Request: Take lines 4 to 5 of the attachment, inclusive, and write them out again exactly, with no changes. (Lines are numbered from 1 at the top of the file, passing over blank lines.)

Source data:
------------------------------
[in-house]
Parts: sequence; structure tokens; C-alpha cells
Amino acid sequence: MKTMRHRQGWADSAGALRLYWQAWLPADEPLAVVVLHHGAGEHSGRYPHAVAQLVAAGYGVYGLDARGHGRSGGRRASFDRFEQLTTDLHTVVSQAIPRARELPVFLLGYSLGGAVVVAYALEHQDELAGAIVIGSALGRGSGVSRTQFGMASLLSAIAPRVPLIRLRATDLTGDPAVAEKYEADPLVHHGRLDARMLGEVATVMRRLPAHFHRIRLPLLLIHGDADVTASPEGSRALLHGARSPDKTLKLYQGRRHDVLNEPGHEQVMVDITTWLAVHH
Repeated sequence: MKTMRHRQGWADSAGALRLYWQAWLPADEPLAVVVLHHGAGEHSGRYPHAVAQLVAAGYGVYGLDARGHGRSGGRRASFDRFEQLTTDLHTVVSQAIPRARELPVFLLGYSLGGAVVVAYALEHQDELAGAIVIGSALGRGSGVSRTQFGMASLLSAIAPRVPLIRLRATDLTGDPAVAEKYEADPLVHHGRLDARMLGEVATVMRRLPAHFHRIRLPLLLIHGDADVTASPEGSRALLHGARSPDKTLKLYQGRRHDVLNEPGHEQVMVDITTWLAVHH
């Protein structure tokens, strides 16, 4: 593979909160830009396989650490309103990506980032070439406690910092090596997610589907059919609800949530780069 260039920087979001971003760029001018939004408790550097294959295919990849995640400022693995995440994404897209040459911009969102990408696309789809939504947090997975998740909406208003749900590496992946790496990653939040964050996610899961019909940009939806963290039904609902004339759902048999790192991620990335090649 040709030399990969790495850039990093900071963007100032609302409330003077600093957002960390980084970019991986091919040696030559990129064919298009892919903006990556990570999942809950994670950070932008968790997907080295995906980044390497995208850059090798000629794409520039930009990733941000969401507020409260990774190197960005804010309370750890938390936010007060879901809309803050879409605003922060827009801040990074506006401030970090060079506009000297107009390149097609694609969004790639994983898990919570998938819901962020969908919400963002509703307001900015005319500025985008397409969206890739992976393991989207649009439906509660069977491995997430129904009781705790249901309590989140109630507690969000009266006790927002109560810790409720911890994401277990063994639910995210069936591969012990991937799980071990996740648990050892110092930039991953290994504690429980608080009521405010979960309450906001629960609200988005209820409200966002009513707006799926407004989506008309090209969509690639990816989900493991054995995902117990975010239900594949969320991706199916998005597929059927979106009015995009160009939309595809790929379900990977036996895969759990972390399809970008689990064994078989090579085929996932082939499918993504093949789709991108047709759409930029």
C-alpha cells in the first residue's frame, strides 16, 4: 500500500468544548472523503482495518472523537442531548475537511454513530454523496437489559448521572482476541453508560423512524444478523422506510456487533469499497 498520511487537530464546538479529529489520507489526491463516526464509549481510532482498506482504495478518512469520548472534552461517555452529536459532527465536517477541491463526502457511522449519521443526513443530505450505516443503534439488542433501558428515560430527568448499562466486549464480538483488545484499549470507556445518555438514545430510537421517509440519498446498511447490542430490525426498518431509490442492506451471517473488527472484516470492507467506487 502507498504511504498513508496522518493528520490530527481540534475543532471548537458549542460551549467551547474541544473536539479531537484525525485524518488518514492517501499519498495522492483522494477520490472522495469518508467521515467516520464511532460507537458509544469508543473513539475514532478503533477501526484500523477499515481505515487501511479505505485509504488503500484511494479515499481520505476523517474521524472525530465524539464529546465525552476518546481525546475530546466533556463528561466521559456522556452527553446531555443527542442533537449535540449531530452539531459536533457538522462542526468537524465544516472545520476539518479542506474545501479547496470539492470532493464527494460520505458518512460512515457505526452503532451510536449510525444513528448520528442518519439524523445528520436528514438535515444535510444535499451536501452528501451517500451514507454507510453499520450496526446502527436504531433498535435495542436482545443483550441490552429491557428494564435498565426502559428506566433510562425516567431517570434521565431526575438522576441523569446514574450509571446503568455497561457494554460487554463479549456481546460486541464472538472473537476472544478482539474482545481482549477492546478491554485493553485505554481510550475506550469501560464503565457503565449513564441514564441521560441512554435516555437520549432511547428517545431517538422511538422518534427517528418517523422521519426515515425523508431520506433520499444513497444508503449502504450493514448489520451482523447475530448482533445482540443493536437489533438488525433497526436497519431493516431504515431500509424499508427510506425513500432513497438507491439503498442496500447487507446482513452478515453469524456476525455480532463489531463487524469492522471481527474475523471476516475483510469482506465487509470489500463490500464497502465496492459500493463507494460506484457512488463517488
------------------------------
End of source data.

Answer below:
Repeated sequence: MKTMRHRQGWADSAGALRLYWQAWLPADEPLAVVVLHHGAGEHSGRYPHAVAQLVAAGYGVYGLDARGHGRSGGRRASFDRFEQLTTDLHTVVSQAIPRARELPVFLLGYSLGGAVVVAYALEHQDELAGAIVIGSALGRGSGVSRTQFGMASLLSAIAPRVPLIRLRATDLTGDPAVAEKYEADPLVHHGRLDARMLGEVATVMRRLPAHFHRIRLPLLLIHGDADVTASPEGSRALLHGARSPDKTLKLYQGRRHDVLNEPGHEQVMVDITTWLAVHH
């Protein structure tokens, strides 16, 4: 593979909160830009396989650490309103990506980032070439406690910092090596997610589907059919609800949530780069 260039920087979001971003760029001018939004408790550097294959295919990849995640400022693995995440994404897209040459911009969102990408696309789809939504947090997975998740909406208003749900590496992946790496990653939040964050996610899961019909940009939806963290039904609902004339759902048999790192991620990335090649 040709030399990969790495850039990093900071963007100032609302409330003077600093957002960390980084970019991986091919040696030559990129064919298009892919903006990556990570999942809950994670950070932008968790997907080295995906980044390497995208850059090798000629794409520039930009990733941000969401507020409260990774190197960005804010309370750890938390936010007060879901809309803050879409605003922060827009801040990074506006401030970090060079506009000297107009390149097609694609969004790639994983898990919570998938819901962020969908919400963002509703307001900015005319500025985008397409969206890739992976393991989207649009439906509660069977491995997430129904009781705790249901309590989140109630507690969000009266006790927002109560810790409720911890994401277990063994639910995210069936591969012990991937799980071990996740648990050892110092930039991953290994504690429980608080009521405010979960309450906001629960609200988005209820409200966002009513707006799926407004989506008309090209969509690639990816989900493991054995995902117990975010239900594949969320991706199916998005597929059927979106009015995009160009939309595809790929379900990977036996895969759990972390399809970008689990064994078989090579085929996932082939499918993504093949789709991108047709759409930029």